No health threat to school
THE LOOK of the area behind the St Lawrence Primary school seems to be deceiving.
The track running behind the school has what appears to be an abandoned hearse and unused buses, trucks and other rusting vehicles, about which one grandparent of a child at the school has raised a health concern.
The woman, whose identity was not ascertained, told the NATION she did not think such an environment was healthy so near to a school, adding she saw rats running around the area.
However, when a DAILY NATION team investigated yesterday it was discovered all was not as it seemed.
Desmond Croney, who assists his family in collecting the vehicles for parts, said they were not responsible for any health threats in the area and in fact, they helped keep it clean.
“We have had health inspectors pass here on numerous occasions and we make sure to either get rid of any containers which could harbour mosquitoes or my dad throws kerosene oil in any such container,” he said.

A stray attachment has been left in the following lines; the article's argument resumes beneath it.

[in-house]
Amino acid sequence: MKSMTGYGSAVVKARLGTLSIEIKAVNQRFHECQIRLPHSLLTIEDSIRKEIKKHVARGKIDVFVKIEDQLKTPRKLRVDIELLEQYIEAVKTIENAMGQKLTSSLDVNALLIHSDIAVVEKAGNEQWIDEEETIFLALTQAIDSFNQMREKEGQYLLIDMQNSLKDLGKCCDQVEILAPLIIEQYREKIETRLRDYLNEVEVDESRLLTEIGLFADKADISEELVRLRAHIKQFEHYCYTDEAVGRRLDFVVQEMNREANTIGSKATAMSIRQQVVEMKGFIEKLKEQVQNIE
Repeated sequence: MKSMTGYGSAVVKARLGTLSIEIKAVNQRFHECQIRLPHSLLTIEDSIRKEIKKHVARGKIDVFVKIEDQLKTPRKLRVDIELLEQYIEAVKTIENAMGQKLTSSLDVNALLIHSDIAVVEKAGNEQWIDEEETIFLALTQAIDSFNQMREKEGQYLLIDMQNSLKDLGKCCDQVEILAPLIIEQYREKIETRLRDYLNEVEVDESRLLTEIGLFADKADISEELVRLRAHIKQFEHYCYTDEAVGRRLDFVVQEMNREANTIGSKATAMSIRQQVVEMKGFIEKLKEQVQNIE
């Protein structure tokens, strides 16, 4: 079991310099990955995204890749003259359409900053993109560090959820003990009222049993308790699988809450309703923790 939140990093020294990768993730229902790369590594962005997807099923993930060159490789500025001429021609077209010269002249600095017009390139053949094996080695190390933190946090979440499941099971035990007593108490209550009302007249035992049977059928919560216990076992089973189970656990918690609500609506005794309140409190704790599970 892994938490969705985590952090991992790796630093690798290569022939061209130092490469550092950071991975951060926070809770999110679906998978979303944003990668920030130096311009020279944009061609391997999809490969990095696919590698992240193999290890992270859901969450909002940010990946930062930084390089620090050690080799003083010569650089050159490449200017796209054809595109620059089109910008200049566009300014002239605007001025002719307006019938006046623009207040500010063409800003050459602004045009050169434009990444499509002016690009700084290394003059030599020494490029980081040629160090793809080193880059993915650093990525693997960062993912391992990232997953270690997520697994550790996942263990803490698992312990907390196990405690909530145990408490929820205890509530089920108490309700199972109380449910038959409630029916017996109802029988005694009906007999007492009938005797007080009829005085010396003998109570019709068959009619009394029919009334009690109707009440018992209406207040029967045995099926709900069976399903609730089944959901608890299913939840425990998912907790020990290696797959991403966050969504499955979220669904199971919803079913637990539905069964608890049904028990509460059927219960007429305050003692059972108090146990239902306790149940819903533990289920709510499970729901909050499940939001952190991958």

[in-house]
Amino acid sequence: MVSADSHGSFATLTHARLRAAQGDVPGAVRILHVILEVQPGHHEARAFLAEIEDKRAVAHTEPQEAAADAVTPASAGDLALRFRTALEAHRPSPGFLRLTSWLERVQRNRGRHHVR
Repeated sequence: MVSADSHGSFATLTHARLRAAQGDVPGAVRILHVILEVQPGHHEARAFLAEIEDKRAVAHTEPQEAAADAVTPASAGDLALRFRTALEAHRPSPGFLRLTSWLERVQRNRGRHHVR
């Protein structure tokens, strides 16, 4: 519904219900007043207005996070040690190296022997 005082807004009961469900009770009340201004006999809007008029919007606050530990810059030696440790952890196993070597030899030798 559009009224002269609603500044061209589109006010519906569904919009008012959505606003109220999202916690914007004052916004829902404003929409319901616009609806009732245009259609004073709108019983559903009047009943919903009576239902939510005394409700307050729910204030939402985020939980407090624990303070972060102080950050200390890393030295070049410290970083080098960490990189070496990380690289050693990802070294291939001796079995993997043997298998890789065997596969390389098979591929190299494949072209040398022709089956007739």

Croney said they often used their vehicles to clear bush from the area and even assisted in keeping the grounds of the school tidy.
As for the vehicles, he said his brother had been in contact with B’s Bottle Depot in Cane Garden, St Thomas, to have some of them hauled away, adding his brother was about to have it done personally as the bottle depot had been slow in responding.
Croney said any rats in the area came from the nearby Graeme Hall swamp where they were numerous nests in the trees. He said the swamp was the real problem after Government cut the track through the area, resulting in a clog.
“The main problem around here is that the swamp waterway is clogged. When rain falls and the water level rises, out here is like a lake and then when people complain, Government sends a tractor to lift the sluice gate (located on Worthing Beach) for an hour. That gate really needs to be fixed,” he said.
Principal of the school, Gloria Bryan, expressed amazement at the claim there were rats on the premises. She said she had never seen any over the three years she had been principal and she had no problem with the Croney family.
“If not for them, I couldn’t get this place cleaned up. Mr Croney (referring to an elder in the family) is a fisherman and teaches the children about nets and catching fish,” she said.